Then came marriage and children and the busy life of a full-time mother to three little ones. I find myself in new territory, as I never in all my days expected to fully abandon my career to become a stay-at-home mom. It's a confusing place, even if it were something I'd planned on for years. I constantly find myself torn between hard and harder-to-make choices, mostly about how to spend my time. I still have so many passions I want to pursue, and I still keep a vague hope of resuming my writing career in the not-too-distant future. But when you have a 3-year-old and 7-month-old twins, most of your day is spent feeding and changing and putting to bed and loving those endearing but needy little creatures. From sun up until sun down I give them nearly all of my time, all the while wondering if it's too much or not enough, if I'm spoiling them and neglecting myself or vice versa, only occasionally stopping long enough to pine for all the things I'd rather be doing than changing my 12th diaper of the day.
I try not to look too longingly at all the passions I've had to let fade. I know in my heart that this is where I am needed, and the work I am doing as a mother is absolutely vital and that this time I spend caring for my children will lay the crucial foundation on which they will base their entire lives. Despite the exhaustion it is incredibly fulfilling, helping me grow in ways I never could have on my own. But it's hard not to mourn the paths I've had to abandon and the journeys I never took. It's even harder to think of the writing career I chose to end right when it started to take off. I worry that my skills will fade and when I choose to return to it (assuming I ever do), I won't have what it takes and the dream will have died. Most of all, I worry that I'm letting the stresses of motherhood drain what precious energy I have left for me at the end of the day and spending my alone time on worthless endeavors instead of following my passions — because if that's true, I have no one to blame but myself. Not motherhood. Not bipolar disorder. Just me.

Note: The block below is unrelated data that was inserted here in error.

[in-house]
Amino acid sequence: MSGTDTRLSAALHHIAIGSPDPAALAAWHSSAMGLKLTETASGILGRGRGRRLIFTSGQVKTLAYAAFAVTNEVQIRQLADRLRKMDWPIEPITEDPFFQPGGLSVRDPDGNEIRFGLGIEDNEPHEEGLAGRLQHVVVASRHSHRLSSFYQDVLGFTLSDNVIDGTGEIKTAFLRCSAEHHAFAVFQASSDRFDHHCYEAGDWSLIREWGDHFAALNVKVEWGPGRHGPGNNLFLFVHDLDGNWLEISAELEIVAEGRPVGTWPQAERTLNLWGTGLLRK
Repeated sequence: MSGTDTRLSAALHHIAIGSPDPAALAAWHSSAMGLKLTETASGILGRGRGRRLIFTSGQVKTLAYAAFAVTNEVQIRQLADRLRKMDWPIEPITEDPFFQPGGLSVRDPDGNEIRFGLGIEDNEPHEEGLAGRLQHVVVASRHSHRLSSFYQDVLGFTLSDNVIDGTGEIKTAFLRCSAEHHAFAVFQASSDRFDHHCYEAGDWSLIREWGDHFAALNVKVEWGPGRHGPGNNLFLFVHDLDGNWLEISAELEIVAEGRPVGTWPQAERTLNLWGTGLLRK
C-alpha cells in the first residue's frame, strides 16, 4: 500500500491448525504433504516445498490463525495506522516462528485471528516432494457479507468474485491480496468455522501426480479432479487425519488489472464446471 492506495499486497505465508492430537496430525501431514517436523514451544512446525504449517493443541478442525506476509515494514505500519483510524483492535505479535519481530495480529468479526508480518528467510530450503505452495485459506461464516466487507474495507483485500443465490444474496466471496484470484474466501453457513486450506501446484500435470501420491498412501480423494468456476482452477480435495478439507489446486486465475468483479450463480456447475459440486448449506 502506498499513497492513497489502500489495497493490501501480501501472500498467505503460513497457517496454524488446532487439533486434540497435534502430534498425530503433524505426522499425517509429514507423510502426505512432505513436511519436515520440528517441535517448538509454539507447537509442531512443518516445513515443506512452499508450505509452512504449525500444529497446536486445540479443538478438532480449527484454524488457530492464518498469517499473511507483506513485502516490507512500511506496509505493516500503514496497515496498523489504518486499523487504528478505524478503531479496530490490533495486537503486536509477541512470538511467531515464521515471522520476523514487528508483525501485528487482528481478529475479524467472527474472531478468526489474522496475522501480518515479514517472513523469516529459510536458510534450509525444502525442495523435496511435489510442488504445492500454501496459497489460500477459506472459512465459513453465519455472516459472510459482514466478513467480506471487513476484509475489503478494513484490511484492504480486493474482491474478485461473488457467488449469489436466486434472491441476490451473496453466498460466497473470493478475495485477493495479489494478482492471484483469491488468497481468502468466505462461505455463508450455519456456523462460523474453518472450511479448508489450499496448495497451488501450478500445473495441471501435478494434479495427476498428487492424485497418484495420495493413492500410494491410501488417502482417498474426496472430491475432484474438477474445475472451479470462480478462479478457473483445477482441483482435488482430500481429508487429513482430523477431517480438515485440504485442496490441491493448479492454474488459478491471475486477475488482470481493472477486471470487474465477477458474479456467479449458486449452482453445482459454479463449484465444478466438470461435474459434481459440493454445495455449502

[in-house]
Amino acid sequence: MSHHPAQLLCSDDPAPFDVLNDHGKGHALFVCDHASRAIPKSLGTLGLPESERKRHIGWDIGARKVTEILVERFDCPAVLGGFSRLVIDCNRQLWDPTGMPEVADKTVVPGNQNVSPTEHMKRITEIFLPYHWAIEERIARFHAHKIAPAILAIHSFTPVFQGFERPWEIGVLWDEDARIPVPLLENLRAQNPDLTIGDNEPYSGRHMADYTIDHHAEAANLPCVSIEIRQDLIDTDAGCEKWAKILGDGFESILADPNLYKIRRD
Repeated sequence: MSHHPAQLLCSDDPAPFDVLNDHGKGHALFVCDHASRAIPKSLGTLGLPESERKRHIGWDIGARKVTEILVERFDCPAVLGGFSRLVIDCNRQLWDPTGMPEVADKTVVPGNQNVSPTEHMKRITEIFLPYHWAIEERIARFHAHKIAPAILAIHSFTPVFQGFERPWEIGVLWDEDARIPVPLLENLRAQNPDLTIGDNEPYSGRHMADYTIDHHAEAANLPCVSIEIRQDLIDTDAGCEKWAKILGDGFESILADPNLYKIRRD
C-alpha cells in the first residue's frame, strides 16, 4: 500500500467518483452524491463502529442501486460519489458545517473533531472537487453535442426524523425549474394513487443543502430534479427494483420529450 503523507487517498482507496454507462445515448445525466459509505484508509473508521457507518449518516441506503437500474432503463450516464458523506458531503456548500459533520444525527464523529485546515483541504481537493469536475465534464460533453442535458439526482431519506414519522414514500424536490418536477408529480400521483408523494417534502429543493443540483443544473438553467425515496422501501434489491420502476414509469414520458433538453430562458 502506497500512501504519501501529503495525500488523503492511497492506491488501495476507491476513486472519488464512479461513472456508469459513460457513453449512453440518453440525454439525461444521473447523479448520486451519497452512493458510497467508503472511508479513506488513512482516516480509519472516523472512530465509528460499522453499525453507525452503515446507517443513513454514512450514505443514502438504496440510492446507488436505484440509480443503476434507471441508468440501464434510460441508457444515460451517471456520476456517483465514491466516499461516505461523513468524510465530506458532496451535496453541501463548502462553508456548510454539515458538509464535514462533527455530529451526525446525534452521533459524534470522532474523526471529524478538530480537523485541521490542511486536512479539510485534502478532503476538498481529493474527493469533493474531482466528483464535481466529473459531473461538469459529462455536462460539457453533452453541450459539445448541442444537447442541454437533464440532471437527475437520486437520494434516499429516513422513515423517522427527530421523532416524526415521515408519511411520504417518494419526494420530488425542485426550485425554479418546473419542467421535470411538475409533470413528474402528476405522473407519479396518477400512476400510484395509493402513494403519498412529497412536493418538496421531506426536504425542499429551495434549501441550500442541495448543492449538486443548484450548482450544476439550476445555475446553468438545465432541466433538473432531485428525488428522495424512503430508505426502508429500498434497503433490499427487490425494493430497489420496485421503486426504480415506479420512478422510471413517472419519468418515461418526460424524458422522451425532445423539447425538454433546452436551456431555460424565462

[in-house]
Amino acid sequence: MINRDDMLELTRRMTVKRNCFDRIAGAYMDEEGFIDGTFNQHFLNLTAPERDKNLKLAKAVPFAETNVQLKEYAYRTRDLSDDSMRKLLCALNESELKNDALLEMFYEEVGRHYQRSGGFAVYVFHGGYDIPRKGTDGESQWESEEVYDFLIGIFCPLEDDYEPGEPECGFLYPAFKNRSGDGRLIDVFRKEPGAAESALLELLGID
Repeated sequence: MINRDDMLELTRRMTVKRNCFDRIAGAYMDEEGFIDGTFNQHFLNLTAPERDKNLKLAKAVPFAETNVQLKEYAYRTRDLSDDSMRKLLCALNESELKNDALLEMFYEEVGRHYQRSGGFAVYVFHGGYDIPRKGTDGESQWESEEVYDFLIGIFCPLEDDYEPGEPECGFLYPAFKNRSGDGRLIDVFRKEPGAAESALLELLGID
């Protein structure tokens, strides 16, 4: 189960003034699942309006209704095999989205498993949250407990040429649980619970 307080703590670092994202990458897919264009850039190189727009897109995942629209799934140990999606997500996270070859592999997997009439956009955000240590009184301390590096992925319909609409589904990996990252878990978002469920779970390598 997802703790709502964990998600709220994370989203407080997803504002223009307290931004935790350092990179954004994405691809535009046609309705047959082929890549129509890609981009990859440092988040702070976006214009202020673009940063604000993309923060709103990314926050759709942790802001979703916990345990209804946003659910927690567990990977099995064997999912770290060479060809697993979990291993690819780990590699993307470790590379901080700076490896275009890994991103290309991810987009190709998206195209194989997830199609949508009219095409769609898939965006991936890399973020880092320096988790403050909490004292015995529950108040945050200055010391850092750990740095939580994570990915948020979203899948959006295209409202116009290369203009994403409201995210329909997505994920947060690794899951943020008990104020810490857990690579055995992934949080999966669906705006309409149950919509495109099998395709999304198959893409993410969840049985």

That's why, in the midst of all this uncertainty, the marigolds are speaking to me. When I stop to look and listen they say, "Hello, there! Here we are! Did you ever think you'd see us again?" If we were to sit and talk a while I imagine they'd tell me, with grandmotherly wisdom, about choosing the right time to bloom.
"There will be times," they'd say, "when you'll see the sun and feel the warm air, and your heart will ache with a passionate yearning to go out and meet the spring. But if you sit still a while you'll hear your wisdom coming to you in a whisper, telling you that the time is not right. It will remind you that your roots are too shallow and the weeds above are too thick. It will remind you of the work yet to do and tell you to send your seeds back into the ground, to keep them warm and to wait."
The marigolds will say to me hazily yet pointedly, as if walking backward through a memory, that no matter how bright the sun may shine, if you know in your soul it's not yet your season, the days ahead may feel cold and dark.
"You will feel lonely, under-nourished, perhaps even cheated, forgotten while all around you the flowers begin to pop up one by one," they will say. "But then, when your work is done and the sun comes again, when you know it is your time to bloom, how much brighter your blossoms will be! How strong your stems and how deep your roots! To all those who may have forgotten you, how great will be their surprise to see you rise again — vibrant, yes, but grounded, and oh so wise."
I will nod slowly, thoughtfully, because I'll know what they're saying is true. I know that the season for following my own passions has gone, but it will return again when the time is right. For now I must bury my seeds and set about work of a different kind, one that will strengthen the burgeoning blooms given to my care. I will do my best not to ache for my own bit of sun, for I know that by nourishing the seeds around me, we all will have our time to bloom.